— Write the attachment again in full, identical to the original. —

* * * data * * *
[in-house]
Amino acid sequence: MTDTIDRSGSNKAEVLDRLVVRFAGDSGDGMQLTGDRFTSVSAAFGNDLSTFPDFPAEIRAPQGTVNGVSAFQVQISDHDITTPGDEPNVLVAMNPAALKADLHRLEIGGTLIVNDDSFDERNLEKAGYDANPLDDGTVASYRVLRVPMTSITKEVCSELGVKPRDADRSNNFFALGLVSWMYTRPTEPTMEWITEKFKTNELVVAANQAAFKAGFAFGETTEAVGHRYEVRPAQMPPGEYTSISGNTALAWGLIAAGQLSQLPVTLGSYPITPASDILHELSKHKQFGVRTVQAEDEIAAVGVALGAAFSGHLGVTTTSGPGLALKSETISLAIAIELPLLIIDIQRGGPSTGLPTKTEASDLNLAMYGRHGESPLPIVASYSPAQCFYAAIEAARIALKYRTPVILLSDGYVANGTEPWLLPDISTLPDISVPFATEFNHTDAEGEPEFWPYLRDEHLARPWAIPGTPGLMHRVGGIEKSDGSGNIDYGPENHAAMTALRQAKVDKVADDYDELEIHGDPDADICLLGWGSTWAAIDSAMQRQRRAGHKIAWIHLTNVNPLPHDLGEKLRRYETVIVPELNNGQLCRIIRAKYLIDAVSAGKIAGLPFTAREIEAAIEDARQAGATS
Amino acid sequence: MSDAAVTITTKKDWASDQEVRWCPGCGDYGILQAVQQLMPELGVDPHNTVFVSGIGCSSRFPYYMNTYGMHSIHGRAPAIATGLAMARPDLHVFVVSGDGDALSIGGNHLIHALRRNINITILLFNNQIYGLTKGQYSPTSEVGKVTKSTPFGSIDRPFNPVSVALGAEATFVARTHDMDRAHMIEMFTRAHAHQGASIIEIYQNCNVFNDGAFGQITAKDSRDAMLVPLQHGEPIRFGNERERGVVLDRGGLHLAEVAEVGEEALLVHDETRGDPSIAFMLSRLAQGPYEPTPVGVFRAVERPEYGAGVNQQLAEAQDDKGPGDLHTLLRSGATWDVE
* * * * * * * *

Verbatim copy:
[in-house]
Amino acid sequence: MTDTIDRSGSNKAEVLDRLVVRFAGDSGDGMQLTGDRFTSVSAAFGNDLSTFPDFPAEIRAPQGTVNGVSAFQVQISDHDITTPGDEPNVLVAMNPAALKADLHRLEIGGTLIVNDDSFDERNLEKAGYDANPLDDGTVASYRVLRVPMTSITKEVCSELGVKPRDADRSNNFFALGLVSWMYTRPTEPTMEWITEKFKTNELVVAANQAAFKAGFAFGETTEAVGHRYEVRPAQMPPGEYTSISGNTALAWGLIAAGQLSQLPVTLGSYPITPASDILHELSKHKQFGVRTVQAEDEIAAVGVALGAAFSGHLGVTTTSGPGLALKSETISLAIAIELPLLIIDIQRGGPSTGLPTKTEASDLNLAMYGRHGESPLPIVASYSPAQCFYAAIEAARIALKYRTPVILLSDGYVANGTEPWLLPDISTLPDISVPFATEFNHTDAEGEPEFWPYLRDEHLARPWAIPGTPGLMHRVGGIEKSDGSGNIDYGPENHAAMTALRQAKVDKVADDYDELEIHGDPDADICLLGWGSTWAAIDSAMQRQRRAGHKIAWIHLTNVNPLPHDLGEKLRRYETVIVPELNNGQLCRIIRAKYLIDAVSAGKIAGLPFTAREIEAAIEDARQAGATS
Amino acid sequence: MSDAAVTITTKKDWASDQEVRWCPGCGDYGILQAVQQLMPELGVDPHNTVFVSGIGCSSRFPYYMNTYGMHSIHGRAPAIATGLAMARPDLHVFVVSGDGDALSIGGNHLIHALRRNINITILLFNNQIYGLTKGQYSPTSEVGKVTKSTPFGSIDRPFNPVSVALGAEATFVARTHDMDRAHMIEMFTRAHAHQGASIIEIYQNCNVFNDGAFGQITAKDSRDAMLVPLQHGEPIRFGNERERGVVLDRGGLHLAEVAEVGEEALLVHDETRGDPSIAFMLSRLAQGPYEPTPVGVFRAVERPEYGAGVNQQLAEAQDDKGPGDLHTLLRSGATWDVE